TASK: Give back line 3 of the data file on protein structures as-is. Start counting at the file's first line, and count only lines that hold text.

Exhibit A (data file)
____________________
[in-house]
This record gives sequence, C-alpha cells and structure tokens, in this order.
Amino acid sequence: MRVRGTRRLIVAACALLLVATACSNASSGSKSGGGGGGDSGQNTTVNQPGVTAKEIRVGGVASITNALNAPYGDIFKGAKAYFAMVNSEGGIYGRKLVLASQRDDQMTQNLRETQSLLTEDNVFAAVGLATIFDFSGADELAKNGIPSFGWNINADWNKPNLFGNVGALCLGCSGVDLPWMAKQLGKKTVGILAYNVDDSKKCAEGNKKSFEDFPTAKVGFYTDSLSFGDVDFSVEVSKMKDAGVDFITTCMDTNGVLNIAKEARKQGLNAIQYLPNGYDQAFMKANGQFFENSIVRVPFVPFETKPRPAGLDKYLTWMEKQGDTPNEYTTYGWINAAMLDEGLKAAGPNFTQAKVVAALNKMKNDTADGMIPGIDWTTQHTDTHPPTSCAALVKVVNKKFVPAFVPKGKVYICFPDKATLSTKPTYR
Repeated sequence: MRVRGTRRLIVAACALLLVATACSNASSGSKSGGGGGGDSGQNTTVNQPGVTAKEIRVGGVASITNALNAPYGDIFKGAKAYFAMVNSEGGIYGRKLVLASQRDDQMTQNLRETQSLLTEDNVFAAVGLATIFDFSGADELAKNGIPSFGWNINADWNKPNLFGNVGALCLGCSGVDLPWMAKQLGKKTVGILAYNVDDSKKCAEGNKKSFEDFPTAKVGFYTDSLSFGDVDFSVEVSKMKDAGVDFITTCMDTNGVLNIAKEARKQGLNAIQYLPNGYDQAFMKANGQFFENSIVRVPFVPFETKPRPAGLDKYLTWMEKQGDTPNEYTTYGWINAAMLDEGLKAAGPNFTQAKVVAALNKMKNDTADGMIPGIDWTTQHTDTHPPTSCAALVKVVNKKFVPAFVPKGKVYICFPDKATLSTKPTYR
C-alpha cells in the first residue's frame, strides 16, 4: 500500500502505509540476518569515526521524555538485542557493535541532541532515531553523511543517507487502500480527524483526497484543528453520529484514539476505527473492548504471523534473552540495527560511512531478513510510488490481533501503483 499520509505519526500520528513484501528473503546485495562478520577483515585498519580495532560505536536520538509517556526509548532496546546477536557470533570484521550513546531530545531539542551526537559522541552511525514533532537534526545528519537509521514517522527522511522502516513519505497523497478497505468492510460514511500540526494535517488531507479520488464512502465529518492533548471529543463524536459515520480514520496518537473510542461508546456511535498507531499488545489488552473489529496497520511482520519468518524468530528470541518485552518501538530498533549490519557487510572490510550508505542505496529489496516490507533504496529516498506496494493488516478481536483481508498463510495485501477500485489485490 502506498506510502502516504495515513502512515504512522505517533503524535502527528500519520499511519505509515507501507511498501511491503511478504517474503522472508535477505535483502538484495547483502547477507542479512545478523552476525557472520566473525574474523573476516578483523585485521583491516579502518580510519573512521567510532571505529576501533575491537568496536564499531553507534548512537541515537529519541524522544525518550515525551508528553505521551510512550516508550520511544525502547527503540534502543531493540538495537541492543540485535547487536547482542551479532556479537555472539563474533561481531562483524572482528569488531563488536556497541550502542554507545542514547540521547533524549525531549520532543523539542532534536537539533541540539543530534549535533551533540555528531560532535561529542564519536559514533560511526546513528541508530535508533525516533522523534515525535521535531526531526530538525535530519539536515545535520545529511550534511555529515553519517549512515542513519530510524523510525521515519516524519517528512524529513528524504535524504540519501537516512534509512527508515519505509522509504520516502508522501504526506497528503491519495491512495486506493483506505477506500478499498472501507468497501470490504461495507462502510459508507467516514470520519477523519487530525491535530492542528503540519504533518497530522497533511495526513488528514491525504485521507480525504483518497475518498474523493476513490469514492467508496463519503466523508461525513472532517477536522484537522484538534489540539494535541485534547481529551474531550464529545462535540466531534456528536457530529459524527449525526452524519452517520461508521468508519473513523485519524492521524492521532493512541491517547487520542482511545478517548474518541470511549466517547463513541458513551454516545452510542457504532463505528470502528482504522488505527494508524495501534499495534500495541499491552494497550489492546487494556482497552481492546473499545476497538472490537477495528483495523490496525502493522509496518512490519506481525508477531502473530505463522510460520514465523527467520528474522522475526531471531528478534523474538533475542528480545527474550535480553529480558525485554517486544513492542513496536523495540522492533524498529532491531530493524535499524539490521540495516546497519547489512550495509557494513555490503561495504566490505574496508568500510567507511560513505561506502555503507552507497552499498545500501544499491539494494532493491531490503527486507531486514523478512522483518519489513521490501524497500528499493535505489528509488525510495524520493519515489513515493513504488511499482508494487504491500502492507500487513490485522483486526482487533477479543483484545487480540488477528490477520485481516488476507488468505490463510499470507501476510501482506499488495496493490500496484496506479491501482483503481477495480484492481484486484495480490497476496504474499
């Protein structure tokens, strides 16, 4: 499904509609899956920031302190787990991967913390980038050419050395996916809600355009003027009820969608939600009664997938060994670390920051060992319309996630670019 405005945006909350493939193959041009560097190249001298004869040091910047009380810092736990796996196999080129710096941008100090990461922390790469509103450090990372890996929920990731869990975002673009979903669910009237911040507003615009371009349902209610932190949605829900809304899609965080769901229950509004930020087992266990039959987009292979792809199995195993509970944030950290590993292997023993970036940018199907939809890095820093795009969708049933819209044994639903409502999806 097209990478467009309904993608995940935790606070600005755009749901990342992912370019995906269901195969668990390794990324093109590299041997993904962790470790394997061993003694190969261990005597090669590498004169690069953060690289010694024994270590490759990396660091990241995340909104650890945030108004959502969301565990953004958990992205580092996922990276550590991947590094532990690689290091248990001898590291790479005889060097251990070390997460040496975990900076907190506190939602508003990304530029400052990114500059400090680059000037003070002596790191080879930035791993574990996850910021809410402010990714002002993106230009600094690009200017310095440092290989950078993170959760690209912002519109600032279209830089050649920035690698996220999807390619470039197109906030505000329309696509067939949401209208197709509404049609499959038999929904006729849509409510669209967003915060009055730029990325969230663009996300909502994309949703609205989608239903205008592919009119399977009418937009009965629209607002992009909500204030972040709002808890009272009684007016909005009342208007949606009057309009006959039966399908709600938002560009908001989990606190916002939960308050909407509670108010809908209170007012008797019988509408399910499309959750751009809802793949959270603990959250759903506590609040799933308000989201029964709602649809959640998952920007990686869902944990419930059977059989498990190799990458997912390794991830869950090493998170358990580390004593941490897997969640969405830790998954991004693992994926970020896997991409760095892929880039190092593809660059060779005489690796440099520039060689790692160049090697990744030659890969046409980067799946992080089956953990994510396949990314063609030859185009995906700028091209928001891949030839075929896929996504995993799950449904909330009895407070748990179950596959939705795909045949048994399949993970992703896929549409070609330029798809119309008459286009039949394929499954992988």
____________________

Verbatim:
Amino acid sequence: MRVRGTRRLIVAACALLLVATACSNASSGSKSGGGGGGDSGQNTTVNQPGVTAKEIRVGGVASITNALNAPYGDIFKGAKAYFAMVNSEGGIYGRKLVLASQRDDQMTQNLRETQSLLTEDNVFAAVGLATIFDFSGADELAKNGIPSFGWNINADWNKPNLFGNVGALCLGCSGVDLPWMAKQLGKKTVGILAYNVDDSKKCAEGNKKSFEDFPTAKVGFYTDSLSFGDVDFSVEVSKMKDAGVDFITTCMDTNGVLNIAKEARKQGLNAIQYLPNGYDQAFMKANGQFFENSIVRVPFVPFETKPRPAGLDKYLTWMEKQGDTPNEYTTYGWINAAMLDEGLKAAGPNFTQAKVVAALNKMKNDTADGMIPGIDWTTQHTDTHPPTSCAALVKVVNKKFVPAFVPKGKVYICFPDKATLSTKPTYR